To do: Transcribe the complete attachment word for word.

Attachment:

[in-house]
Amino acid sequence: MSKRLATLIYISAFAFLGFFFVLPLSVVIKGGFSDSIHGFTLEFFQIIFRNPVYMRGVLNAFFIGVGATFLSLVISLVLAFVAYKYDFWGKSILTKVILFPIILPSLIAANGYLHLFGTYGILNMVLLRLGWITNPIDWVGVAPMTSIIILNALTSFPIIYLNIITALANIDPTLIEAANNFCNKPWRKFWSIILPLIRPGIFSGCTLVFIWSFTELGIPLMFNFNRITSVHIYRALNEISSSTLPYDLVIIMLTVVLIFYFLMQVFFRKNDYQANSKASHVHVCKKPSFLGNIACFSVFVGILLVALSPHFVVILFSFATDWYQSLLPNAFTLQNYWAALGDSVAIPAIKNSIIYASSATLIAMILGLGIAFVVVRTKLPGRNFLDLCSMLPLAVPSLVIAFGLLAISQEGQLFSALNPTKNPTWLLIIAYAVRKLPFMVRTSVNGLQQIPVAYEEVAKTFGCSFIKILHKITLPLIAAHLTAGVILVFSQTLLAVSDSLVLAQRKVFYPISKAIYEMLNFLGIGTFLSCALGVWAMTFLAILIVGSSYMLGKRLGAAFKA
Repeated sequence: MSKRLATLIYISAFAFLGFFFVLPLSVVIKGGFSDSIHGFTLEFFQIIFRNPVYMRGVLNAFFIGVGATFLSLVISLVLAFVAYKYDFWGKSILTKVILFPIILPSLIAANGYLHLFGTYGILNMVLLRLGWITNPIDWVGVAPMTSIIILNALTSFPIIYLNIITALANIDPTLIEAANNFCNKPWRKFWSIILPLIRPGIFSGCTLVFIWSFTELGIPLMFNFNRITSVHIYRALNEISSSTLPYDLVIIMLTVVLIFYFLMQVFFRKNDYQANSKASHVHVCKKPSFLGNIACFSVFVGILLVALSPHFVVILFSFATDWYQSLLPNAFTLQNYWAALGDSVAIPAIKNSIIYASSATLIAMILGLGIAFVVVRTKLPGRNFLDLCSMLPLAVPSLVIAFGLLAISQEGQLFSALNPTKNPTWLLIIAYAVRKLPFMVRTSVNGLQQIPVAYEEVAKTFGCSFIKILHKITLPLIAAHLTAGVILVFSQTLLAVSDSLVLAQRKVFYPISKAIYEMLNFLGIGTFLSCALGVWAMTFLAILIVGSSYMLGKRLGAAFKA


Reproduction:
[in-house]
Amino acid sequence: MSKRLATLIYISAFAFLGFFFVLPLSVVIKGGFSDSIHGFTLEFFQIIFRNPVYMRGVLNAFFIGVGATFLSLVISLVLAFVAYKYDFWGKSILTKVILFPIILPSLIAANGYLHLFGTYGILNMVLLRLGWITNPIDWVGVAPMTSIIILNALTSFPIIYLNIITALANIDPTLIEAANNFCNKPWRKFWSIILPLIRPGIFSGCTLVFIWSFTELGIPLMFNFNRITSVHIYRALNEISSSTLPYDLVIIMLTVVLIFYFLMQVFFRKNDYQANSKASHVHVCKKPSFLGNIACFSVFVGILLVALSPHFVVILFSFATDWYQSLLPNAFTLQNYWAALGDSVAIPAIKNSIIYASSATLIAMILGLGIAFVVVRTKLPGRNFLDLCSMLPLAVPSLVIAFGLLAISQEGQLFSALNPTKNPTWLLIIAYAVRKLPFMVRTSVNGLQQIPVAYEEVAKTFGCSFIKILHKITLPLIAAHLTAGVILVFSQTLLAVSDSLVLAQRKVFYPISKAIYEMLNFLGIGTFLSCALGVWAMTFLAILIVGSSYMLGKRLGAAFKA
Repeated sequence: MSKRLATLIYISAFAFLGFFFVLPLSVVIKGGFSDSIHGFTLEFFQIIFRNPVYMRGVLNAFFIGVGATFLSLVISLVLAFVAYKYDFWGKSILTKVILFPIILPSLIAANGYLHLFGTYGILNMVLLRLGWITNPIDWVGVAPMTSIIILNALTSFPIIYLNIITALANIDPTLIEAANNFCNKPWRKFWSIILPLIRPGIFSGCTLVFIWSFTELGIPLMFNFNRITSVHIYRALNEISSSTLPYDLVIIMLTVVLIFYFLMQVFFRKNDYQANSKASHVHVCKKPSFLGNIACFSVFVGILLVALSPHFVVILFSFATDWYQSLLPNAFTLQNYWAALGDSVAIPAIKNSIIYASSATLIAMILGLGIAFVVVRTKLPGRNFLDLCSMLPLAVPSLVIAFGLLAISQEGQLFSALNPTKNPTWLLIIAYAVRKLPFMVRTSVNGLQQIPVAYEEVAKTFGCSFIKILHKITLPLIAAHLTAGVILVFSQTLLAVSDSLVLAQRKVFYPISKAIYEMLNFLGIGTFLSCALGVWAMTFLAILIVGSSYMLGKRLGAAFKA